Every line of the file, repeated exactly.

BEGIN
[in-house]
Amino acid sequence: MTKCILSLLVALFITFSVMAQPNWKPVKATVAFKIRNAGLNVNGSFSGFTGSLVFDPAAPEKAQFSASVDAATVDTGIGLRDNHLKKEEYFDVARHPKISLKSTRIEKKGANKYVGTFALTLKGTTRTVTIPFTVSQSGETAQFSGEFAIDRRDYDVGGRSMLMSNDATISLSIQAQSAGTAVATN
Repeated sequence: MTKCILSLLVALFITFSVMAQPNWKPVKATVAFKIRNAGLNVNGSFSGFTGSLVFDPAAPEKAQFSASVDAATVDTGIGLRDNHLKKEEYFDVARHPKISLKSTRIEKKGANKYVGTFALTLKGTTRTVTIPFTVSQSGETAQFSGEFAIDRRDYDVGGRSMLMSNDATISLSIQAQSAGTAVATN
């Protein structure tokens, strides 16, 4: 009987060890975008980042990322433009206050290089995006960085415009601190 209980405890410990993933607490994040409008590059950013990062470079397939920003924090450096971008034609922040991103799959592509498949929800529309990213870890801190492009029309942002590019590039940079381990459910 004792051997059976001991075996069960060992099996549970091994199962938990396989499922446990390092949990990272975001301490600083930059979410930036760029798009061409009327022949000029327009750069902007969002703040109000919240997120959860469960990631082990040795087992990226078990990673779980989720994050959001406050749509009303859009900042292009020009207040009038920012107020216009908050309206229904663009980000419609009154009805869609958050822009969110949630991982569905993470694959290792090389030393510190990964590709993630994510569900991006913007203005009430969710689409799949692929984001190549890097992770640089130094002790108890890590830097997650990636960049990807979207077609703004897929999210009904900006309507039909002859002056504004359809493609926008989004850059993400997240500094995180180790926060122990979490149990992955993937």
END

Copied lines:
[in-house]
Amino acid sequence: MTKCILSLLVALFITFSVMAQPNWKPVKATVAFKIRNAGLNVNGSFSGFTGSLVFDPAAPEKAQFSASVDAATVDTGIGLRDNHLKKEEYFDVARHPKISLKSTRIEKKGANKYVGTFALTLKGTTRTVTIPFTVSQSGETAQFSGEFAIDRRDYDVGGRSMLMSNDATISLSIQAQSAGTAVATN
Repeated sequence: MTKCILSLLVALFITFSVMAQPNWKPVKATVAFKIRNAGLNVNGSFSGFTGSLVFDPAAPEKAQFSASVDAATVDTGIGLRDNHLKKEEYFDVARHPKISLKSTRIEKKGANKYVGTFALTLKGTTRTVTIPFTVSQSGETAQFSGEFAIDRRDYDVGGRSMLMSNDATISLSIQAQSAGTAVATN
């Protein structure tokens, strides 16, 4: 009987060890975008980042990322433009206050290089995006960085415009601190 209980405890410990993933607490994040409008590059950013990062470079397939920003924090450096971008034609922040991103799959592509498949929800529309990213870890801190492009029309942002590019590039940079381990459910 004792051997059976001991075996069960060992099996549970091994199962938990396989499922446990390092949990990272975001301490600083930059979410930036760029798009061409009327022949000029327009750069902007969002703040109000919240997120959860469960990631082990040795087992990226078990990673779980989720994050959001406050749509009303859009900042292009020009207040009038920012107020216009908050309206229904663009980000419609009154009805869609958050822009969110949630991982569905993470694959290792090389030393510190990964590709993630994510569900991006913007203005009430969710689409799949692929984001190549890097992770640089130094002790108890890590830097997650990636960049990807979207077609703004897929999210009904900006309507039909002859002056504004359809493609926008989004850059993400997240500094995180180790926060122990979490149990992955993937």